MASTER AND COMMANDER
Australian director PETER WEIR
(Producer/Director/Screenplay) is renowned for such films as Gallipoli,
Picnic at Hanging Rock, The Year of Living Dangerously, Witness, Dead Poets
Society and The Truman Show.
Weir received an Academy Award nomination for
Best Director in 1999 for The Truman Show, which starred Jim Carrey as
Truman Burbank, the unwitting star of the longest-running, most popular
documentary-soap opera in history. Ed Harris (Best Actor in a Supporting Role)
and Andrew Niccol (Best Screenplay written directly for the screen) received
Academy Award nominations for their work on the critically acclaimed film, which
also earned six Golden Globe nominations, including a Best Director nomination
for Weir, and a Golden Globe win for Jim Carrey, as Best Actor in a Motion
Picture Drama. In addition, Weir was honored by BAFTA with the David Lean Award
for Direction for the film.
In 1991, Weir received an Academy Award
nomination for the screenplay of his romantic comedy Green Card, which
starred French actor Gerard Depardieu (in his first English-speaking role) and
Andie MacDowell. Weir's previous film, Dead Poets Society, a character
drama starring Robin Williams as a joyously eccentric English teacher who
inspires his students, earned the director an Academy Award nomination for Best
Director as well as the prestigious BAFTA Award for Best Picture and Italy's
Donatello Award for Best Direction.
Born in Sydney, Australia, Weir began his
moviemaking career with three prize-winning short films before directing The
Cars That Ate Paris, an offbeat comedy-horror film based on his own short
story. His first international motion picture success came in 1975 with Picnic
at Hanging Rock, which brought him widespread attention and became the most
successful Australian film of the 1970s.
In 1977, Weir directed The Last Wave,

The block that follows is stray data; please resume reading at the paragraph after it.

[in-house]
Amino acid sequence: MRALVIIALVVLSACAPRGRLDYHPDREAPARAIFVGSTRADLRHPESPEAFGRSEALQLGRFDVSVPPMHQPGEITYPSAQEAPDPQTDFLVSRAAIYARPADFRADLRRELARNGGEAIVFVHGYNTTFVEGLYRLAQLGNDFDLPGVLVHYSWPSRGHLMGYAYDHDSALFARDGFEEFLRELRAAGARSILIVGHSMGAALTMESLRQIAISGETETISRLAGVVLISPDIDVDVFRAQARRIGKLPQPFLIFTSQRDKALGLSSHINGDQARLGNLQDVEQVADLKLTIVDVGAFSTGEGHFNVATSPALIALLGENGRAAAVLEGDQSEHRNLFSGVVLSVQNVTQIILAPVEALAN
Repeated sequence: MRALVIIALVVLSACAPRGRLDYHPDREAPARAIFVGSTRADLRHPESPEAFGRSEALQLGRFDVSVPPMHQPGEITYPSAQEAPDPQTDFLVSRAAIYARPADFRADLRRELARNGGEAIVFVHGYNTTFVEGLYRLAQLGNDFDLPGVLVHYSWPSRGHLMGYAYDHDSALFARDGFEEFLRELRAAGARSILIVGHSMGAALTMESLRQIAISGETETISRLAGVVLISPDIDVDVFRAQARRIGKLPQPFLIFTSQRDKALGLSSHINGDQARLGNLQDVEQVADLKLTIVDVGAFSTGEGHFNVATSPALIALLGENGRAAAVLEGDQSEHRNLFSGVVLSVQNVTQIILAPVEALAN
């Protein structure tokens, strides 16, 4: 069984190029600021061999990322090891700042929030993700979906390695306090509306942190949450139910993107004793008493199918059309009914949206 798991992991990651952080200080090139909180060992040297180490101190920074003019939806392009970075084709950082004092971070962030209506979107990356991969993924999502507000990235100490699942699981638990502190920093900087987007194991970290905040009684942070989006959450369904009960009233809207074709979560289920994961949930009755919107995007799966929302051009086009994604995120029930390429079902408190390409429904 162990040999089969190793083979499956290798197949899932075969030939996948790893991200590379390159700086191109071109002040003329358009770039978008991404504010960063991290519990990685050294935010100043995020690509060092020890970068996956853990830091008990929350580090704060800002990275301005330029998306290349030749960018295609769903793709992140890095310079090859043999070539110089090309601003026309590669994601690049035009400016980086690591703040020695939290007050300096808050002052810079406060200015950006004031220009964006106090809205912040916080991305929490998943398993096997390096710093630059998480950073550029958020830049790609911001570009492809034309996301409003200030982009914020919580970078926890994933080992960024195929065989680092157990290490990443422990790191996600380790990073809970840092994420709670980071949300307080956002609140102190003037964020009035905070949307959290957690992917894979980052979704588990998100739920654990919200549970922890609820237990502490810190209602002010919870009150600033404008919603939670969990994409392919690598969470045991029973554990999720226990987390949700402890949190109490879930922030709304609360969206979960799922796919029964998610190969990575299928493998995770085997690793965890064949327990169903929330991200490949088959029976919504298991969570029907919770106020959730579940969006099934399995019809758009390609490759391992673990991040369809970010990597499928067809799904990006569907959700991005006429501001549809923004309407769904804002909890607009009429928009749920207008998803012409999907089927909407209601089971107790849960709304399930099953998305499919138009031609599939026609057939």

starring Richard Chamberlain as a lawyer haunted by recurring dreams. He then
wrote and directed The Plumber (1978), an unusual black comedy made for
television that won the Australian Sammy Award for best writer-television plays
and best television play.
Weir's next film, Gallipoli, the story
of two Australian youths caught up in the idealistic fervor of World War I,
swept the Australian Film Institute Awards and became a worldwide box office
success. In 1983, Weir reunited with his Gallipoli star Mel Gibson for The
Year of Living Dangerously, which starred Gibson, Linda Hunt and Sigourney
Weaver. Hunt won an Academy Award for Best Supporting Actress for her memorable
work in the film.
In 1985, Weir directed Harrison Ford in Witness,
the haunting thriller in which a young Amish boy becomes a witness to murder,
sparking a clash of cultures within his community. The film received eight
Academy Award nominations, including Best Picture, and a Best Direction
nomination for Weir.
In 1986, Weir directed The Mosquito Coast,
again starring Harrison Ford, and in 1993, Fearless, a drama about people's
varying reactions to tragedy and loss, which starred Jeff Bridges, Rosie Perez,
Isabella Rossellini and John Turturro.
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